Another area where Anwar held his ground, albeit in non-confrontational manner, was on the sensitive issue of China’s maritime claims. Using its dubious and internationally discredited nine-dash line, China has laid claim to almost the entire South China Sea and all the islands, reefs and shoals therein. In pursuit of its territorial ambitions, China has persistently and unapologetically intruded into Malaysian waters and airspace and has been harassing exploration efforts by Petronas.

Anwar insisted that exploration efforts will continue though he held out the possibility of negotiations to resolve differences.  What such negotiations would involve is uncertain, given immutable positions on both sides. Even finding agreement on a code of conduct has been elusive despite more than 20 years of talks between ASEAN and China.

For the foreseeable future, China’s maritime claims will remain a thorn  in the bilateral relationship, a constant reminder that while China has much to offer, it also poses a serious threat to Malaysia’s territorial integrity. For that reason too, Malaysia will remain quietly supportive of the US presence in the region. 

Staying focused on developing better trade and economic relations with China while depending on the US to keep China in check makes good strategic sense for a small heavily-trade dependent country like Malaysia.

For Anwar, the focal point of his visit was harnessing the power of the Chinese economy and technology to spur economic development at home – a key domestic priority. “As we talk of uncertainties in relation among nations, geopolitical conflicts and economic rivalry, let us not forget the ordinary citizen with the burden of having to put food on the table and the tangible and pressing uncertainties faced”, he reminded his hosts at the Boao Forum. 

He went on to use his many meetings with Chinese leaders and businessmen to plead for greater Chinese investments, a reinvigoration of China’s signature Belt and Road Initiative (BRI) and greater cooperation in emerging sectors such as the digital economy, electric cars and renewable energy.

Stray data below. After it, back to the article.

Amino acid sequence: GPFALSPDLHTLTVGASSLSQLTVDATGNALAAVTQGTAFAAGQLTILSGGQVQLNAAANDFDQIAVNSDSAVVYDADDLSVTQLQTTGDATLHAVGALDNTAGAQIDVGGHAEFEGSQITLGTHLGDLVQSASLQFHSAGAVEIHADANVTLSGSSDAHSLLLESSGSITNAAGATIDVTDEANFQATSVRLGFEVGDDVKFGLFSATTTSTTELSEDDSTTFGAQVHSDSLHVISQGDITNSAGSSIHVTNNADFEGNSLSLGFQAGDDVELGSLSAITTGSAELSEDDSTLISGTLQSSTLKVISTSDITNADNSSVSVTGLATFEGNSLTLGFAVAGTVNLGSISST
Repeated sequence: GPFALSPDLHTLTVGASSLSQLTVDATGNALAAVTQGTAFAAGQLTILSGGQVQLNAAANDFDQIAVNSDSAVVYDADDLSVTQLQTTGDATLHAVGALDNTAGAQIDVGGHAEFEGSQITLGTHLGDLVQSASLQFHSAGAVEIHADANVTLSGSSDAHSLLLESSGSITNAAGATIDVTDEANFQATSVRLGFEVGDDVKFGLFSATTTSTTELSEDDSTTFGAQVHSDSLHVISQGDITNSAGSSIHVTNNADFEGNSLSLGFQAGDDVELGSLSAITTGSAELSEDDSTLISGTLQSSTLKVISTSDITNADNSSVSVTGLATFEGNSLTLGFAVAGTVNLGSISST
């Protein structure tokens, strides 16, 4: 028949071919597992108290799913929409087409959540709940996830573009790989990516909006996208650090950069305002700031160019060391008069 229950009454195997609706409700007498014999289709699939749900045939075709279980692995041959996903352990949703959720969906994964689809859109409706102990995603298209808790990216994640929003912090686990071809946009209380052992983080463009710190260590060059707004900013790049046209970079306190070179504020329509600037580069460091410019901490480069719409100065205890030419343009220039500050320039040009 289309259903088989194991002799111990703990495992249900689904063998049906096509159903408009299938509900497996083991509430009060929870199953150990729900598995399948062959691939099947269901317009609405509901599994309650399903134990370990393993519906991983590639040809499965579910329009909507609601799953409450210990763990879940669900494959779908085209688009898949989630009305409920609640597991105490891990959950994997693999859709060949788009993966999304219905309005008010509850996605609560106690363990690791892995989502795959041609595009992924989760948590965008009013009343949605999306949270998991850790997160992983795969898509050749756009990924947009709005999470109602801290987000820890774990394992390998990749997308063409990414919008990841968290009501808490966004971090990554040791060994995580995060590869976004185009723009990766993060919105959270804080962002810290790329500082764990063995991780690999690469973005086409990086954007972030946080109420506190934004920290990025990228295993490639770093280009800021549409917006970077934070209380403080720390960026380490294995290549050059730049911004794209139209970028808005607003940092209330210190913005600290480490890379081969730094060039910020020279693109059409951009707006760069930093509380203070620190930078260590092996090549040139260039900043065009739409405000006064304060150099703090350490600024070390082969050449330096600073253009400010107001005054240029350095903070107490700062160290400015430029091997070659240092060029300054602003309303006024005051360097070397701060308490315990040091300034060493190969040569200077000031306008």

Interestingly, he did not shy away from making clear that Malaysia would not accept the kind of dubious, lopsided projects that was the hallmark of the Najib era. His statement that “ethics, sincerity and integrity in dealings with partners in bilateral and multilateral situations should be paramount,” said it all. 

In any case, with a debt level approaching RM1.5 trillion, Malaysia can no longer afford all those big and expensive BRI infrastructure projects funded by massive borrowing from China. In this sense, Anwar’s call for a ”reinvigoration” of BRI must be seen as a plea to shift the BRI framework  from loans to direct investments.

Anwar no doubt came away very pleased that RM170 billion worth of MOUs – described as “the highest investment commitment from China to Malaysia” – were signed during the visit. Though details were sparse and MOUs are far from firm commitments, it was seen as a coup for Anwar and played well politically in Malaysia. 

Anwar’s efforts at restoring closer relations with Beijing and his unceasing praise of the Chinese leadership was no doubt well received. Anxious to put the past behind and strengthen relations against the backdrop of its intensifying rivalry with the US, China can be expected to now step up its courtship of Malaysia with all sorts of new deals and offers of cooperation. 

As both President Xi and Prime Minister Li described it, the bilateral relationship now stands at a “new historical starting point.”

[Dennis Ignatius | Kuala Lumpur | 07 April 2023]